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11 - 20 of 226 results for: SOC

SOC 112: Comparative Democratic Development (POLISCI 147)

Social, cultural, political, economic, and international factors affecting the development and consolidation of democracy in historical and comparative perspective. Individual country experiences with democracy, democratization, and regime performance. Emphasis is on the third wave of democratization over the past three decades and contemporary possibilities for democratic change. (Diamond)
| UG Reqs: GER:DB-SocSci, GER:EC-GlobalCom

SOC 114: Economic Sociology (SOC 214)

(Graduate students register for 214.) The sociological approach to production, distribution, consumption, and markets, emphasizing the impact of norms, power, social structure, and institutions on the economy. Comparison of classic and contemporary approaches to the economy among the social science disciplines. Topics: consumption, labor markets, organization of professions such as law and medicine, the economic role of informal networks, industrial organization, including the structure and history of the computer and popular music industries, business alliances, capitalism in non-Western societies, and the transition from state socialism in E. Europe and China.
| UG Reqs: GER:DB-SocSci, WAY-SI

SOC 115: Topics in Economic Sociology (SOC 315)

(Graduate students register for 315.) Discussion of topics initially explored in 114/214, with emphasis on countries and cultures outside N. America. Possible topics: families and ethnic groups in the economy, corporate governance and control, corporate strategy, relations among firms in industrial districts and business groups, the impact of national institutions and cultures on economic outcomes, transitions from state socialism and the role of the state in economic development. Possible case studies: the U.S., Germany, Italy, Britain, France, Brazil, Korea, India, Japan, and China. Prerequisite: 114/214 or 314.
| UG Reqs: GER:DB-SocSci, WAY-SI

SOC 117A: China Under Mao (SOC 217A)

(Graduate students register for 217A.) The transformation of Chinese society from the 1949 revolution to the eve of China's reforms in 1978: creation of a socialist economy, reorganization of rural society and urban workplaces, emergence of new inequalities of power and opportunity, and new forms of social conflict during Mao's Cultural Revolution of 1966-69 and its aftermath.
| UG Reqs: GER:DB-SocSci, GER:EC-GlobalCom, WAY-SI

SOC 118: Social Movements and Collective Action (SOC 218)

Why social movements arise, who participates in them, the obstacles they face, the tactics they choose, and how to gauge movement success or failure. Theory and empirical research. Application of concepts and methods to social movements such as civil rights, environmental justice, antiglobalization, and anti-war.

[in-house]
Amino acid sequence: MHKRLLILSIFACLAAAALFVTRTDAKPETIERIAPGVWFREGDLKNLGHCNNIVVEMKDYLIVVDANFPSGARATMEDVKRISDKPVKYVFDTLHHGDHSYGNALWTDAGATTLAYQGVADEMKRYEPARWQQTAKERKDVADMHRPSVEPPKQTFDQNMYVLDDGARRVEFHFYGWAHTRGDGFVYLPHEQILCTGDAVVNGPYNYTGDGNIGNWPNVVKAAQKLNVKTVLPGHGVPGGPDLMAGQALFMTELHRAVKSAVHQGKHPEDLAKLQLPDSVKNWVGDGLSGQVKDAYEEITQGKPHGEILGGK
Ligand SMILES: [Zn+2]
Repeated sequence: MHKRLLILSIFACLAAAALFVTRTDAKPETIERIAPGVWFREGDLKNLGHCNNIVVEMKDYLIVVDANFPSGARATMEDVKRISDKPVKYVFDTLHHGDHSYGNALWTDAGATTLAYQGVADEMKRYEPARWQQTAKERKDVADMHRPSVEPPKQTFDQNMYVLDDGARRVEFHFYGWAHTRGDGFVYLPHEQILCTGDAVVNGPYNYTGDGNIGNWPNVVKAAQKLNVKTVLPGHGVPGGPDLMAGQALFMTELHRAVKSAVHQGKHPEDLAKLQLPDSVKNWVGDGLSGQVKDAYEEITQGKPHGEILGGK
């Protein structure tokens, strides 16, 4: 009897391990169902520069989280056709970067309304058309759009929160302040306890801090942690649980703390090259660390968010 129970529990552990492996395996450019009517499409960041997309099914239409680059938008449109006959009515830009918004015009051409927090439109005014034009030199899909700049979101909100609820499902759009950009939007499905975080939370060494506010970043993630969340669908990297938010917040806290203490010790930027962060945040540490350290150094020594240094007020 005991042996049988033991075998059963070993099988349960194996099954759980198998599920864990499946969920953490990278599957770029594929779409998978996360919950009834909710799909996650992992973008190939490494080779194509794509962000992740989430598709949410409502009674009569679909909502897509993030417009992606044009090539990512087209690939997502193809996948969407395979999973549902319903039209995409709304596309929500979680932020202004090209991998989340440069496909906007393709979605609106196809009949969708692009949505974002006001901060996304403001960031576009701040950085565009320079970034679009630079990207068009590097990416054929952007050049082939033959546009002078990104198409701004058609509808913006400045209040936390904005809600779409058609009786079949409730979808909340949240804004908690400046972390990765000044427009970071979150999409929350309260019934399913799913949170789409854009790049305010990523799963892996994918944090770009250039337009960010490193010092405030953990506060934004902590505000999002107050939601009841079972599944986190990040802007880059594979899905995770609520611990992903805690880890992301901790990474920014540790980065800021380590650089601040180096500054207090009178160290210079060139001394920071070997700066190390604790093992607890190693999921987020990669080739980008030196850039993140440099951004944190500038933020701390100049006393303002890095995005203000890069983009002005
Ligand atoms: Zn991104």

| UG Reqs: GER:DB-SocSci

SOC 120: Interpersonal Relations (SOC 220)

(Graduate students register for 220.) Forming ties, developing norms, status, conformity, deviance, social exchange, power, and coalition formation; important traditions of research have developed from the basic theories of these processes. Emphasis is on understanding basic theories and drawing out their implications for change in a broad range of situations, families, work groups, and friendship groups.
| UG Reqs: GER:DB-SocSci

SOC 129: Social Psychology: Self and Society (SOC 229)

Why do people behave the way they do? This fundamental question drives social psychology, a field that bridges psychology and sociology. This course surveys social psychological research on a wide variety of topics including conformity, morality, respect, generosity, identity, and prejudice, giving students a deeper understanding of the causal architecture of the social world.
| UG Reqs: GER:DB-SocSci
Instructors: Watts, A. (PI)

SOC 129X: Urban Education (AFRICAAM 112, CSRE 112X, EDUC 112X, EDUC 212X, SOC 229X)

(Graduate students register for EDUC 212X or SOC 229X). Combination of social science and historical perspectives trace the major developments, contexts, tensions, challenges, and policy issues of urban education.
| UG Reqs: GER:DB-SocSci, WAY-ED
Instructors: Ball, A. (PI)

SOC 130: Education and Society (EDUC 120C, EDUC 220C, SOC 230)

The effects of schools and schooling on individuals, the stratification system, and society. Education as socializing individuals and as legitimizing social institutions. The social and individual factors affecting the expansion of schooling, individual educational attainment, and the organizational structure of schooling.
| UG Reqs: GER:DB-SocSci
Instructors: Ramirez, F. (PI)

SOC 132: Sociology of Education: The Social Organization of Schools (EDUC 110, EDUC 310, SOC 332)

Seminar. Key sociological theories and empirical studies of the links between education and its role in modern society, focusing on frameworks that deal with sources of educational change, the organizational context of schooling, the impact of schooling on social stratification, and the relationships between the educational system and other social institutions such as families, neighborhoods, and the economy.
| UG Reqs: GER:DB-SocSci
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